In Hyderabad, two videos have emerged of dogs being killed in cruel ways.
In the first case, a group of boys burnt three puppies alive, filmed their act and posted it on Facebook.
The incident, which happened at Vazir graveyard near Ek Minar mosque in Hyderabad’s Musheerabad area on July 16 evening, came to light on Wednesday when the video clip was posted on Facebook and within hours it went viral on social media. Based on a complaint from some animal rights activists, the Musheerabad police registered a case.
In the three-minute video, five boys were seen throwing the puppies into fire made out of burning wood and garbage. When the puppies started screaming and tried to come out, the boys were seen pushing them back into the fire using sticks. They waited till the puppies were burnt completely.
The case is under investigation and the police are trying to identify the persons involved.
“We have not arrested anybody so far. We are still trying to identify the persons in the video. Prima facie, they all appear to be minors. The case is under investigation,” Musheerabad sub-inspector B Ravi Kumar Reddy told HT.
Inquiries, however, said the police had taken five suspects into custody and are interrogating them.
Animal rights activist Shreya said it was evident from the first video that the boys were drawing vicarious pleasure from roasting the puppies alive in the fire. “Unfortunately, there is no harsh punishment for such gruesome killings of animals. They would get away with some fine,” she regretted.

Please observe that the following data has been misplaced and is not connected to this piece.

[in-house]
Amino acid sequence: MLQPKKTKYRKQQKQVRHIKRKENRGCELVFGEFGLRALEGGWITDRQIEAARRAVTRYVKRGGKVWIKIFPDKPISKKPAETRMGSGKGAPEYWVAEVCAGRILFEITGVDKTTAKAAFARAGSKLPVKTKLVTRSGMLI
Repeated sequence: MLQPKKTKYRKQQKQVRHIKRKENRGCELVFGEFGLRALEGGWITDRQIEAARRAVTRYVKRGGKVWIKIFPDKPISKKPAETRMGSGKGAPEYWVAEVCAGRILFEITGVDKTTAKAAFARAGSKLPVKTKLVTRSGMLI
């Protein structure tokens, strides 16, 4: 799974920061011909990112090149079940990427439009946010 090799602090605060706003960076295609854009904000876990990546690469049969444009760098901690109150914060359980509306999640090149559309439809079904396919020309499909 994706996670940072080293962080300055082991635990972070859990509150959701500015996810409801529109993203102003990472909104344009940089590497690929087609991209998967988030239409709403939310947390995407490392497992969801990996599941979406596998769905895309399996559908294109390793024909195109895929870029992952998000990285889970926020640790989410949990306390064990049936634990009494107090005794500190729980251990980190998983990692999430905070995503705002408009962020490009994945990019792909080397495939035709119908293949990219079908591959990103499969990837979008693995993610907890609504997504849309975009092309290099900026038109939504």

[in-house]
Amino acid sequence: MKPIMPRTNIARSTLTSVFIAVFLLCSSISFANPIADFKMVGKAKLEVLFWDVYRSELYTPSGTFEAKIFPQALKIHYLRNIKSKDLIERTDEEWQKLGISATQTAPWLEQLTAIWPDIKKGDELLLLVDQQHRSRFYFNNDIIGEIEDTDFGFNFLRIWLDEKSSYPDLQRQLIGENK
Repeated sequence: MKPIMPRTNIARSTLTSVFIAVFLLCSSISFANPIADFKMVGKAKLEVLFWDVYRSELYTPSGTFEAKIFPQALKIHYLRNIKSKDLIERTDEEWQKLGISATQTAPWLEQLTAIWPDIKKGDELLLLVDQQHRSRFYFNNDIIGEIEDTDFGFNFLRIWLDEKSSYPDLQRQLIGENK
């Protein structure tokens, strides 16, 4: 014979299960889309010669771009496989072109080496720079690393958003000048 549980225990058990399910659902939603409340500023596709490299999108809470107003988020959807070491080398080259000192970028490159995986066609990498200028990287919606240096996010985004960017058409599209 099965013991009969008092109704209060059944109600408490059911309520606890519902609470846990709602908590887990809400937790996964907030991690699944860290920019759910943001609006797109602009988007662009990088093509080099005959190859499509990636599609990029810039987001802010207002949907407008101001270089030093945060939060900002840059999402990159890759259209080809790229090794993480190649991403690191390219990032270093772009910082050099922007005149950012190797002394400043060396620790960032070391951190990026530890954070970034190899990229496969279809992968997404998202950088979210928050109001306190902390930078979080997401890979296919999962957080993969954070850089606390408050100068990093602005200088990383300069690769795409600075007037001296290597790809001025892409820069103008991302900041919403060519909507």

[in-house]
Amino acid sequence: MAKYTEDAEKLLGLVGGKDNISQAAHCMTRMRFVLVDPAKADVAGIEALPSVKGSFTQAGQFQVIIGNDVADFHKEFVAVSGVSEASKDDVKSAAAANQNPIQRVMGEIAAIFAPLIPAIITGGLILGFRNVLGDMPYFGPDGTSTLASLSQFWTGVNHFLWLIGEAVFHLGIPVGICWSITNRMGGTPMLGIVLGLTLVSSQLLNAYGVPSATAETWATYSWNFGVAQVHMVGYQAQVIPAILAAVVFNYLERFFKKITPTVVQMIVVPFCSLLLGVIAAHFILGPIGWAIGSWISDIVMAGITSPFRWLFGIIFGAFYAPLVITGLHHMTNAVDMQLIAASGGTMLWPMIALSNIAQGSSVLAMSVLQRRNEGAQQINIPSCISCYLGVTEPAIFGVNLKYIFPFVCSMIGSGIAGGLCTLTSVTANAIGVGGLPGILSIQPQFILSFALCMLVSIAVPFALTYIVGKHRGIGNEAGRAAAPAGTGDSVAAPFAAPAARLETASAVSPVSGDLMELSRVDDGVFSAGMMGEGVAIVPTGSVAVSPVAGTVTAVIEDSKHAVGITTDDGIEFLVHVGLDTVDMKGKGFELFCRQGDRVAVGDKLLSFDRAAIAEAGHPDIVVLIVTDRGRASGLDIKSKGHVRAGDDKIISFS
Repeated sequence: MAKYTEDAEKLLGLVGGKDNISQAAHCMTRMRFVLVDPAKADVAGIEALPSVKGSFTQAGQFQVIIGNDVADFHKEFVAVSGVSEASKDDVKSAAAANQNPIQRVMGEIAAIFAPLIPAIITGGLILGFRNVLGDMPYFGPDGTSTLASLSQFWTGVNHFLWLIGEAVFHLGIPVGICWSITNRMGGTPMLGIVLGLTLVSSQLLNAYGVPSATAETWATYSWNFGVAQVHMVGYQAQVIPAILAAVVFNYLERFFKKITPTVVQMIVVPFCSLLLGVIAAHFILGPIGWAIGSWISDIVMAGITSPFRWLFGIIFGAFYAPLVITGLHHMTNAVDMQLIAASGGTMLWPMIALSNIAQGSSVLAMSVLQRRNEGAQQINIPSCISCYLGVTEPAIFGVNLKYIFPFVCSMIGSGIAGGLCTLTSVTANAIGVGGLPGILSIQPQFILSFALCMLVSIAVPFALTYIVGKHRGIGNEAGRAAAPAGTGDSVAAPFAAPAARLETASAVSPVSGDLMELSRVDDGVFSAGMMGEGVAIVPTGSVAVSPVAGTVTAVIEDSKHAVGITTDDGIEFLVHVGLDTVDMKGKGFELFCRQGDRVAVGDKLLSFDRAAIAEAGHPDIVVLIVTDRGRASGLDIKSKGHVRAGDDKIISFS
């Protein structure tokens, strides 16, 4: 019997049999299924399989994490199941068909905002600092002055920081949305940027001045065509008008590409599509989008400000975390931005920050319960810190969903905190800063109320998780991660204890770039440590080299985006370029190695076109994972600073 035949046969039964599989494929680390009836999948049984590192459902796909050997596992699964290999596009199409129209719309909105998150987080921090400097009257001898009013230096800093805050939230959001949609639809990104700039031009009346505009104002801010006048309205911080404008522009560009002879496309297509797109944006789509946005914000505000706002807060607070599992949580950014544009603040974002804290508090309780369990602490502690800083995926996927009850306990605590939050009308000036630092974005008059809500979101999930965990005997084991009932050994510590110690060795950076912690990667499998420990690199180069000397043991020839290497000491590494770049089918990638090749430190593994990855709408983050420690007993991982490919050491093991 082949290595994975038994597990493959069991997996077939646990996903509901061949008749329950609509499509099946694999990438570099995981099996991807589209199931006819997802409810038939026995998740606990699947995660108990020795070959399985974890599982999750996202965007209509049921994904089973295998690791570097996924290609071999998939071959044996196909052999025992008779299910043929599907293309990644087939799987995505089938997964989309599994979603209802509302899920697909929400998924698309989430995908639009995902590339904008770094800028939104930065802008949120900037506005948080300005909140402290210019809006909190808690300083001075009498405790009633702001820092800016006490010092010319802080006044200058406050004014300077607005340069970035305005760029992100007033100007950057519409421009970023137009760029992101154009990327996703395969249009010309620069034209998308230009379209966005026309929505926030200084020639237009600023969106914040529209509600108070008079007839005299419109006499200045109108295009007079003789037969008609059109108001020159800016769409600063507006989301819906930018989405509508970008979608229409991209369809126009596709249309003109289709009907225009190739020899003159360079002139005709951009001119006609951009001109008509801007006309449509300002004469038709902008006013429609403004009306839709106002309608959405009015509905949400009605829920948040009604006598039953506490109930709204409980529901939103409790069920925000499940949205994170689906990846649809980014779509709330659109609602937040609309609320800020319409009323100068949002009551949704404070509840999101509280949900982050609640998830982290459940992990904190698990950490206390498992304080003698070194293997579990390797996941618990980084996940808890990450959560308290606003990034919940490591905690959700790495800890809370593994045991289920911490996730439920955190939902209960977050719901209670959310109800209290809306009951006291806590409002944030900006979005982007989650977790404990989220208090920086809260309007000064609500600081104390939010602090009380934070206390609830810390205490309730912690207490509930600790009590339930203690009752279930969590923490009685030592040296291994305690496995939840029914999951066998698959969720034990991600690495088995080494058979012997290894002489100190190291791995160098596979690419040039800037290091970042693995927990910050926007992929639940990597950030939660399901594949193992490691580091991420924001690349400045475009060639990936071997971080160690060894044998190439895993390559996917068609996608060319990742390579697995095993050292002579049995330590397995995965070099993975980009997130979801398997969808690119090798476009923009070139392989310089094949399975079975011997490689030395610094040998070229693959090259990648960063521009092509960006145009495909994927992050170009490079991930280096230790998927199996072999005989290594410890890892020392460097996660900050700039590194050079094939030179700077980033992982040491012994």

Later in the day, another video of animal cruelty surfaced on social media in which a man is seen shooting dogs with an airgun. While one of the dogs scurries away, squealing in pain, another dog collapses to the ground after being shot.
The 22-second clip, purportedly shot in Nampally area, was sent to Nampally police along with a formal complaint by an unknown person.
Humane Society International activist Navamita Mukherjee described the two incidents of animal cruelty as “shocking”.
“We hope that the police and court takes swift and stern action for this inexplicable violence against the animals. A psychiatric evaluation should also be made. It is an indicator of serious anti-social behaviour, including criminal offences and violence towards women and children,” she said.
She said in most cases the accused are able to get away with small fines of Rs 50, the maximum penalty prescribed under the Prevention of Cruelty to Animals Act, 1960. It is surprising that the government did not even bother to change it in the last 55 years, she added.
The disturbing videos come just weeks after of two medicos flung a stray dog from their roof top at Kundrathur in Chennai. The dog survived with a few broken bones, and was treated at Tamil Nadu Veterinary University Hospital, Chennai.